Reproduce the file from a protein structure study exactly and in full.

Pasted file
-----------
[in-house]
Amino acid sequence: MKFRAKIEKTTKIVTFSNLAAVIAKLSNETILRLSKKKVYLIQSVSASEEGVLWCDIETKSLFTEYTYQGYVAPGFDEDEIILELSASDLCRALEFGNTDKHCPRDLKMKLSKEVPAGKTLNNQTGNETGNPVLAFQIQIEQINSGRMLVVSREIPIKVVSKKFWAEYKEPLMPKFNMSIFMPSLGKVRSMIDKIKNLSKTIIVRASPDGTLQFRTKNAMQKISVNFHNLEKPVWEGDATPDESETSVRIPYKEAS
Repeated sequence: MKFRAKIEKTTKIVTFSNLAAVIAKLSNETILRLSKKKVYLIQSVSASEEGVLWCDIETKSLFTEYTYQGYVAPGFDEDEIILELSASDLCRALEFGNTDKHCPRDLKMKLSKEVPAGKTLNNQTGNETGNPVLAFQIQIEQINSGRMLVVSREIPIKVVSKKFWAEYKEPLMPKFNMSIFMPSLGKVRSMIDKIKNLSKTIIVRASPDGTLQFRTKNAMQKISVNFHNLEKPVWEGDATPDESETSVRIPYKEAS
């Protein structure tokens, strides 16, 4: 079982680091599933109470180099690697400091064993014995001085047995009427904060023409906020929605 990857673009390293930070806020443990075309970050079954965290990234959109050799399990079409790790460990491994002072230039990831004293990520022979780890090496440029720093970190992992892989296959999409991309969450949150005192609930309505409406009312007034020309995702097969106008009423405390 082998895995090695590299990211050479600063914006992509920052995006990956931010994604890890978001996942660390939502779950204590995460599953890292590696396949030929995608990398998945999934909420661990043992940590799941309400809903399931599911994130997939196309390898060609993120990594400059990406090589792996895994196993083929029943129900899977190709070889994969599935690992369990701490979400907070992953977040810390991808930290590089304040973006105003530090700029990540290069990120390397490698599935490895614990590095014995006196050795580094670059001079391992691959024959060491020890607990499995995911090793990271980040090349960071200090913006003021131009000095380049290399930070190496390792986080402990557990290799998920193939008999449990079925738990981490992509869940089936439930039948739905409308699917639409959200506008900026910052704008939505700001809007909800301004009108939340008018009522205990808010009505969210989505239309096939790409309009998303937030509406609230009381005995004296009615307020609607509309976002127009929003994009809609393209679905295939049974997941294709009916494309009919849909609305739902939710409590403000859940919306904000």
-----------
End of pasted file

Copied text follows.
[in-house]
Amino acid sequence: MKFRAKIEKTTKIVTFSNLAAVIAKLSNETILRLSKKKVYLIQSVSASEEGVLWCDIETKSLFTEYTYQGYVAPGFDEDEIILELSASDLCRALEFGNTDKHCPRDLKMKLSKEVPAGKTLNNQTGNETGNPVLAFQIQIEQINSGRMLVVSREIPIKVVSKKFWAEYKEPLMPKFNMSIFMPSLGKVRSMIDKIKNLSKTIIVRASPDGTLQFRTKNAMQKISVNFHNLEKPVWEGDATPDESETSVRIPYKEAS
Repeated sequence: MKFRAKIEKTTKIVTFSNLAAVIAKLSNETILRLSKKKVYLIQSVSASEEGVLWCDIETKSLFTEYTYQGYVAPGFDEDEIILELSASDLCRALEFGNTDKHCPRDLKMKLSKEVPAGKTLNNQTGNETGNPVLAFQIQIEQINSGRMLVVSREIPIKVVSKKFWAEYKEPLMPKFNMSIFMPSLGKVRSMIDKIKNLSKTIIVRASPDGTLQFRTKNAMQKISVNFHNLEKPVWEGDATPDESETSVRIPYKEAS
């Protein structure tokens, strides 16, 4: 079982680091599933109470180099690697400091064993014995001085047995009427904060023409906020929605 990857673009390293930070806020443990075309970050079954965290990234959109050799399990079409790790460990491994002072230039990831004293990520022979780890090496440029720093970190992992892989296959999409991309969450949150005192609930309505409406009312007034020309995702097969106008009423405390 082998895995090695590299990211050479600063914006992509920052995006990956931010994604890890978001996942660390939502779950204590995460599953890292590696396949030929995608990398998945999934909420661990043992940590799941309400809903399931599911994130997939196309390898060609993120990594400059990406090589792996895994196993083929029943129900899977190709070889994969599935690992369990701490979400907070992953977040810390991808930290590089304040973006105003530090700029990540290069990120390397490698599935490895614990590095014995006196050795580094670059001079391992691959024959060491020890607990499995995911090793990271980040090349960071200090913006003021131009000095380049290399930070190496390792986080402990557990290799998920193939008999449990079925738990981490992509869940089936439930039948739905409308699917639409959200506008900026910052704008939505700001809007909800301004009108939340008018009522205990808010009505969210989505239309096939790409309009998303937030509406609230009381005995004296009615307020609607509309976002127009929003994009809609393209679905295939049974997941294709009916494309009919849909609305739902939710409590403000859940919306904000």